Trump Is Right to Pardon Scooter Libby, an Innocent Man

FISA Abuses Are a Special Threat to Privacy and Due Process

By  David B. Rivkin Jr. and Lee A. Casey

Feb. 26, 2018, in the Wall Street Journal

The House Democratic surveillance memo is out, and it should worry Americans who care about privacy and due process. The memo defends the conduct of the Justice Department and Federal Bureau of Investigation in obtaining a series of warrants under the Foreign Intelligence Surveillance Act to wiretap former Trump campaign adviser Carter Page.

The Democrats argue that Christopher Steele, the British former spy who compiled the Trump “dossier” on which the government’s initial warrant application was grounded, was credible. They also claim the FISA court had the information it needed about the dossier’s provenance. And they do not dispute former FBI Deputy Director Andrew McCabe’s acknowledgment that the FBI would not have sought a FISA order without the Steele dossier.

The most troubling issue is that the surveillance orders were obtained by withholding critical information about Mr. Steele from the FISA court. The court was not informed that Mr. Steele was personally opposed to Mr. Trump’s election, that his efforts were funded by Hillary Clinton’s campaign, or that he was the source of media reports that the FBI said corroborated his dossier. These facts are essential to any judicial assessment of Mr. Steele’s veracity and the applications’ merits.

The FBI should have been especially wary of privately produced Russia-related dossiers. As the Washington Post and CNN reported in May 2017, Russian disinformation about Mrs. Clinton and Attorney General Loretta Lynch evidently prompted former FBI Director James Comey to announce publicly the close of the investigation of the Clinton email server, for fear that the disinformation might be released and undermine the bureau’s credibility. Read more »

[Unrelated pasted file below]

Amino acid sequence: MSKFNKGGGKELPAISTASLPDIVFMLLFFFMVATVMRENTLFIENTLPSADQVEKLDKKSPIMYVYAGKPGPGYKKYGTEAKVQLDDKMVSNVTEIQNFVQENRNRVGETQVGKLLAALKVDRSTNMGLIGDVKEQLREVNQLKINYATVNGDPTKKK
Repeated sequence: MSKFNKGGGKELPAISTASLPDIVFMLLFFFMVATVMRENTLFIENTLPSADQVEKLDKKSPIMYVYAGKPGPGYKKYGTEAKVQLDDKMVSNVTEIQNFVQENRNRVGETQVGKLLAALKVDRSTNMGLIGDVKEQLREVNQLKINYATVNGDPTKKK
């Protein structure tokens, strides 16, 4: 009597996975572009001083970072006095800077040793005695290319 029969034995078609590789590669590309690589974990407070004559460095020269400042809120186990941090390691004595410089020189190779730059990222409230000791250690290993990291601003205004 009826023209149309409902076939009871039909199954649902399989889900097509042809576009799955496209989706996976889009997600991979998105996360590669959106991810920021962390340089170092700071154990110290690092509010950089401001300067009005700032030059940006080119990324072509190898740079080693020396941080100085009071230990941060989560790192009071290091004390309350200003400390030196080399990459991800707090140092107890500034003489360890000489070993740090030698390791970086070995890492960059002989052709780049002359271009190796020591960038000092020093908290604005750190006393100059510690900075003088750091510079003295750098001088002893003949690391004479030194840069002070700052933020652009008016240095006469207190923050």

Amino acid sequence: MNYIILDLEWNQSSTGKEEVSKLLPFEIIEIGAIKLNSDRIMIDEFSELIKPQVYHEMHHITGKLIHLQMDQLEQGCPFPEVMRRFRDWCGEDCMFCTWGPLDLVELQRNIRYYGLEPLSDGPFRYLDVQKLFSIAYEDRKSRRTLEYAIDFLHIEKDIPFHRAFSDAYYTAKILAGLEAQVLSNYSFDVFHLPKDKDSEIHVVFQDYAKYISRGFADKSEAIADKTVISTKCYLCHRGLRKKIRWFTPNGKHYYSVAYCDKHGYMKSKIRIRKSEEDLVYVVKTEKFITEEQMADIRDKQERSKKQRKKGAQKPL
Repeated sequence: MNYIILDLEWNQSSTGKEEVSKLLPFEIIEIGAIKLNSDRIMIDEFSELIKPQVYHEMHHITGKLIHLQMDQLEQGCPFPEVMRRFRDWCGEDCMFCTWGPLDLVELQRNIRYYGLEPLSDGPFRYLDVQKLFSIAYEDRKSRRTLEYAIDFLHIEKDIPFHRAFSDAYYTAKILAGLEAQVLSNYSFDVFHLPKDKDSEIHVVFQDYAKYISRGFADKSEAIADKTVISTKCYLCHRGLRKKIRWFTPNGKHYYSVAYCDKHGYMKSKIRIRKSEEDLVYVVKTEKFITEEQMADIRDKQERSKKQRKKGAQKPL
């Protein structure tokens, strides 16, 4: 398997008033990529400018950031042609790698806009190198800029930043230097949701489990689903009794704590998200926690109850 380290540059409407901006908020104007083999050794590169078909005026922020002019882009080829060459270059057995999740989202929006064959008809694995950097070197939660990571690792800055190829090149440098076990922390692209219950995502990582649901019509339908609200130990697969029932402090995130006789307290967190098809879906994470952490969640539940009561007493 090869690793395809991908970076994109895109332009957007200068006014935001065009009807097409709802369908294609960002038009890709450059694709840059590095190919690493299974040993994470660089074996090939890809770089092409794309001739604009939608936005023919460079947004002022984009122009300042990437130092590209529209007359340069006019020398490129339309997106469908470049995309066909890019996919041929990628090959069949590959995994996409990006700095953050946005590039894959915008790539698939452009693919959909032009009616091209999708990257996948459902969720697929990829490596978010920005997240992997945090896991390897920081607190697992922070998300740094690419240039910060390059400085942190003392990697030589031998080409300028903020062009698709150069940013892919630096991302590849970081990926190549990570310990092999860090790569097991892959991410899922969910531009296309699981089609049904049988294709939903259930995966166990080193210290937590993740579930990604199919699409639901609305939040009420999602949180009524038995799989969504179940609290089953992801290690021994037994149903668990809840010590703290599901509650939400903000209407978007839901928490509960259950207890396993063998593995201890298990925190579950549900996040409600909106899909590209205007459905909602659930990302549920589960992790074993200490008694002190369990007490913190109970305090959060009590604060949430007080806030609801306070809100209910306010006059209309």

Mark Janus Was With Hillary, Whether or Not He Wanted to Be

By David B. Rivkin Jr. and Andrew M. Grossman

Feb. 22, 2018, in the Wall Street Journal

Flash back to the Las Vegas Convention Center, July 19, 2016. The floor overflows with people chanting, “We’re with her!” A speaker proclaims, to cheers and applause, that we “will stand with her in every corner of this nation.” Then Hillary Clinton takes the stage as the crowd rises in a standing ovation. She thanks them for supporting her campaign and rallies them to knock on doors and get out the vote.

The event wasn’t organized by the campaign. It was the 2016 convention of the nation’s largest union representing public-sector workers, the American Federation of State, County and Municipal Employees. The state of Illinois forced Mark Janus —an Illinois employee who refused to join the union—to pay for a portion that pro-Hillary rally.

Across the U.S., more than 500,000 state and local workers have objected to funding union advocacy but are nonetheless required by law to pay “fair share” fees to labor unions they have refused to join. The Supreme Court upheld the practice in a 1977 case, Abood v. Detroit Board of Education, reasoning that otherwise workers could “free ride” on the union’s collective bargaining. Prohibiting unions from charging nonmembers directly for political speech, it believed, would protect their First Amendment rights.